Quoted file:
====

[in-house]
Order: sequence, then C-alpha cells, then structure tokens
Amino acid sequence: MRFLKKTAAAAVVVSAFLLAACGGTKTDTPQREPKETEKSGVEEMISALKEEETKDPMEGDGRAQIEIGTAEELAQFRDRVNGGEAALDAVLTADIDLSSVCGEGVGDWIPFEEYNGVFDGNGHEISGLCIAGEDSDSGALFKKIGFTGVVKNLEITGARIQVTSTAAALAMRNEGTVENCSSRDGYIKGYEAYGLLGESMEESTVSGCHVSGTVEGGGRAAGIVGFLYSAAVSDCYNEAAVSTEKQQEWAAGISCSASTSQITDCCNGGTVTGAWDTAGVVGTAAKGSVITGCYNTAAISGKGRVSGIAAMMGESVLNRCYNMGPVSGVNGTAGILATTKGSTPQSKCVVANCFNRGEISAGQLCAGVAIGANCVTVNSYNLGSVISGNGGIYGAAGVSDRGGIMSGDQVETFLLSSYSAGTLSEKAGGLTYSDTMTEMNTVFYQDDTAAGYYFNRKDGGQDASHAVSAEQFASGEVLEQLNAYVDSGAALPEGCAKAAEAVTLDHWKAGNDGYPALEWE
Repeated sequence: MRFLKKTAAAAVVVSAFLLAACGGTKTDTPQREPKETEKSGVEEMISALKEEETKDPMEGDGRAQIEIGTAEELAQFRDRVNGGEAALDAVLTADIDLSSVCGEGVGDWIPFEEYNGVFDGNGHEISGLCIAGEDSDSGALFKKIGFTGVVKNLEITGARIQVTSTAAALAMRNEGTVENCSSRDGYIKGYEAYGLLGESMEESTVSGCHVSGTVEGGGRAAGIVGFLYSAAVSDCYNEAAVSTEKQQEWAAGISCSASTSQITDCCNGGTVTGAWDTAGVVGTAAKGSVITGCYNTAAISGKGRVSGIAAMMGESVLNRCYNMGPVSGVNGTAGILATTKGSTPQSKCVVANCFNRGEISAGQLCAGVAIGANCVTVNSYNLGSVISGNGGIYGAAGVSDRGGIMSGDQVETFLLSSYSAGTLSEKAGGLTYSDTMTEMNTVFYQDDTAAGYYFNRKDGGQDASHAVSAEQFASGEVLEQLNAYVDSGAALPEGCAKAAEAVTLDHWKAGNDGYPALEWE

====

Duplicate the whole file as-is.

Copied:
[in-house]
Order: sequence, then C-alpha cells, then structure tokens
Amino acid sequence: MRFLKKTAAAAVVVSAFLLAACGGTKTDTPQREPKETEKSGVEEMISALKEEETKDPMEGDGRAQIEIGTAEELAQFRDRVNGGEAALDAVLTADIDLSSVCGEGVGDWIPFEEYNGVFDGNGHEISGLCIAGEDSDSGALFKKIGFTGVVKNLEITGARIQVTSTAAALAMRNEGTVENCSSRDGYIKGYEAYGLLGESMEESTVSGCHVSGTVEGGGRAAGIVGFLYSAAVSDCYNEAAVSTEKQQEWAAGISCSASTSQITDCCNGGTVTGAWDTAGVVGTAAKGSVITGCYNTAAISGKGRVSGIAAMMGESVLNRCYNMGPVSGVNGTAGILATTKGSTPQSKCVVANCFNRGEISAGQLCAGVAIGANCVTVNSYNLGSVISGNGGIYGAAGVSDRGGIMSGDQVETFLLSSYSAGTLSEKAGGLTYSDTMTEMNTVFYQDDTAAGYYFNRKDGGQDASHAVSAEQFASGEVLEQLNAYVDSGAALPEGCAKAAEAVTLDHWKAGNDGYPALEWE
Repeated sequence: MRFLKKTAAAAVVVSAFLLAACGGTKTDTPQREPKETEKSGVEEMISALKEEETKDPMEGDGRAQIEIGTAEELAQFRDRVNGGEAALDAVLTADIDLSSVCGEGVGDWIPFEEYNGVFDGNGHEISGLCIAGEDSDSGALFKKIGFTGVVKNLEITGARIQVTSTAAALAMRNEGTVENCSSRDGYIKGYEAYGLLGESMEESTVSGCHVSGTVEGGGRAAGIVGFLYSAAVSDCYNEAAVSTEKQQEWAAGISCSASTSQITDCCNGGTVTGAWDTAGVVGTAAKGSVITGCYNTAAISGKGRVSGIAAMMGESVLNRCYNMGPVSGVNGTAGILATTKGSTPQSKCVVANCFNRGEISAGQLCAGVAIGANCVTVNSYNLGSVISGNGGIYGAAGVSDRGGIMSGDQVETFLLSSYSAGTLSEKAGGLTYSDTMTEMNTVFYQDDTAAGYYFNRKDGGQDASHAVSAEQFASGEVLEQLNAYVDSGAALPEGCAKAAEAVTLDHWKAGNDGYPALEWE